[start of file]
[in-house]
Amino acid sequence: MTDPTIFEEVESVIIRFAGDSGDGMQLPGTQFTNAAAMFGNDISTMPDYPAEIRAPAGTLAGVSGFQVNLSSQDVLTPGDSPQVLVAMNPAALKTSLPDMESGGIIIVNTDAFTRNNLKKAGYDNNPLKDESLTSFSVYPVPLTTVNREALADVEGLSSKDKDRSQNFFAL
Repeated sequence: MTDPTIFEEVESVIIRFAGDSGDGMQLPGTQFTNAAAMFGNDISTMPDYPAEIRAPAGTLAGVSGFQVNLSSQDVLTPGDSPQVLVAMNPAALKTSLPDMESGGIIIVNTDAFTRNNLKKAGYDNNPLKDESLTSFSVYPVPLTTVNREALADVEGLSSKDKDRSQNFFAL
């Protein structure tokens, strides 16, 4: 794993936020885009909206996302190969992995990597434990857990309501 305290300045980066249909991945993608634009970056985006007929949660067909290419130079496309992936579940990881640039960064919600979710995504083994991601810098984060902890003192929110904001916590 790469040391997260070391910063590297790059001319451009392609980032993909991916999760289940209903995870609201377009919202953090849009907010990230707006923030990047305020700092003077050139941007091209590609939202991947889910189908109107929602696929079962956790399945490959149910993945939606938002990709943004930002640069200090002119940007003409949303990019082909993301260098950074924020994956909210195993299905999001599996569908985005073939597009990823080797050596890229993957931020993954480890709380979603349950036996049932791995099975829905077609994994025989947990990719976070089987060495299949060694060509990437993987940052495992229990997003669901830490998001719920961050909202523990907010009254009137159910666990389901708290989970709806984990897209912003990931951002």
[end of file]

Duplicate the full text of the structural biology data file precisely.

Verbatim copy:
[in-house]
Amino acid sequence: MTDPTIFEEVESVIIRFAGDSGDGMQLPGTQFTNAAAMFGNDISTMPDYPAEIRAPAGTLAGVSGFQVNLSSQDVLTPGDSPQVLVAMNPAALKTSLPDMESGGIIIVNTDAFTRNNLKKAGYDNNPLKDESLTSFSVYPVPLTTVNREALADVEGLSSKDKDRSQNFFAL
Repeated sequence: MTDPTIFEEVESVIIRFAGDSGDGMQLPGTQFTNAAAMFGNDISTMPDYPAEIRAPAGTLAGVSGFQVNLSSQDVLTPGDSPQVLVAMNPAALKTSLPDMESGGIIIVNTDAFTRNNLKKAGYDNNPLKDESLTSFSVYPVPLTTVNREALADVEGLSSKDKDRSQNFFAL
């Protein structure tokens, strides 16, 4: 794993936020885009909206996302190969992995990597434990857990309501 305290300045980066249909991945993608634009970056985006007929949660067909290419130079496309992936579940990881640039960064919600979710995504083994991601810098984060902890003192929110904001916590 790469040391997260070391910063590297790059001319451009392609980032993909991916999760289940209903995870609201377009919202953090849009907010990230707006923030990047305020700092003077050139941007091209590609939202991947889910189908109107929602696929079962956790399945490959149910993945939606938002990709943004930002640069200090002119940007003409949303990019082909993301260098950074924020994956909210195993299905999001599996569908985005073939597009990823080797050596890229993957931020993954480890709380979603349950036996049932791995099975829905077609994994025989947990990719976070089987060495299949060694060509990437993987940052495992229990997003669901830490998001719920961050909202523990907010009254009137159910666990389901708290989970709806984990897209912003990931951002």